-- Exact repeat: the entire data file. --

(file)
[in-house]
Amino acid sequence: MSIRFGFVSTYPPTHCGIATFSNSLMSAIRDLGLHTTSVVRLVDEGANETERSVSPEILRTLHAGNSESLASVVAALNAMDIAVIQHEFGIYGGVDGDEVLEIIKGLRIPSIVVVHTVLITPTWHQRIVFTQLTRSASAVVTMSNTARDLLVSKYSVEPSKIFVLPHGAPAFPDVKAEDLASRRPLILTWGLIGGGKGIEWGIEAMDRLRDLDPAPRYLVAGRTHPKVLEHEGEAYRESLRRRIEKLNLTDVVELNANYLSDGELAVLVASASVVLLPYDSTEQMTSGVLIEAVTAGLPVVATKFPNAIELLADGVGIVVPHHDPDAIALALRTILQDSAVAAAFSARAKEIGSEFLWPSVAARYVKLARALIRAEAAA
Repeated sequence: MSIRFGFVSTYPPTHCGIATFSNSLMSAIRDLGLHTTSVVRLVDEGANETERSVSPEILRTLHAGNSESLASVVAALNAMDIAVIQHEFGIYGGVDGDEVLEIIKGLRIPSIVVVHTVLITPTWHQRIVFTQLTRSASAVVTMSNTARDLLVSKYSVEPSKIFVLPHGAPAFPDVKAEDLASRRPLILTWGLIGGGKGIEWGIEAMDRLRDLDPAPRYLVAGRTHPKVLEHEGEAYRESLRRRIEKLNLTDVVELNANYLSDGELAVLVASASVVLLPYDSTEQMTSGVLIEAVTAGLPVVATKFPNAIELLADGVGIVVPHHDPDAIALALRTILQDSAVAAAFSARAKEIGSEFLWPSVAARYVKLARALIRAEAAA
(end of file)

[in-house]
Amino acid sequence: MSIRFGFVSTYPPTHCGIATFSNSLMSAIRDLGLHTTSVVRLVDEGANETERSVSPEILRTLHAGNSESLASVVAALNAMDIAVIQHEFGIYGGVDGDEVLEIIKGLRIPSIVVVHTVLITPTWHQRIVFTQLTRSASAVVTMSNTARDLLVSKYSVEPSKIFVLPHGAPAFPDVKAEDLASRRPLILTWGLIGGGKGIEWGIEAMDRLRDLDPAPRYLVAGRTHPKVLEHEGEAYRESLRRRIEKLNLTDVVELNANYLSDGELAVLVASASVVLLPYDSTEQMTSGVLIEAVTAGLPVVATKFPNAIELLADGVGIVVPHHDPDAIALALRTILQDSAVAAAFSARAKEIGSEFLWPSVAARYVKLARALIRAEAAA
Repeated sequence: MSIRFGFVSTYPPTHCGIATFSNSLMSAIRDLGLHTTSVVRLVDEGANETERSVSPEILRTLHAGNSESLASVVAALNAMDIAVIQHEFGIYGGVDGDEVLEIIKGLRIPSIVVVHTVLITPTWHQRIVFTQLTRSASAVVTMSNTARDLLVSKYSVEPSKIFVLPHGAPAFPDVKAEDLASRRPLILTWGLIGGGKGIEWGIEAMDRLRDLDPAPRYLVAGRTHPKVLEHEGEAYRESLRRRIEKLNLTDVVELNANYLSDGELAVLVASASVVLLPYDSTEQMTSGVLIEAVTAGLPVVATKFPNAIELLADGVGIVVPHHDPDAIALALRTILQDSAVAAAFSARAKEIGSEFLWPSVAARYVKLARALIRAEAAA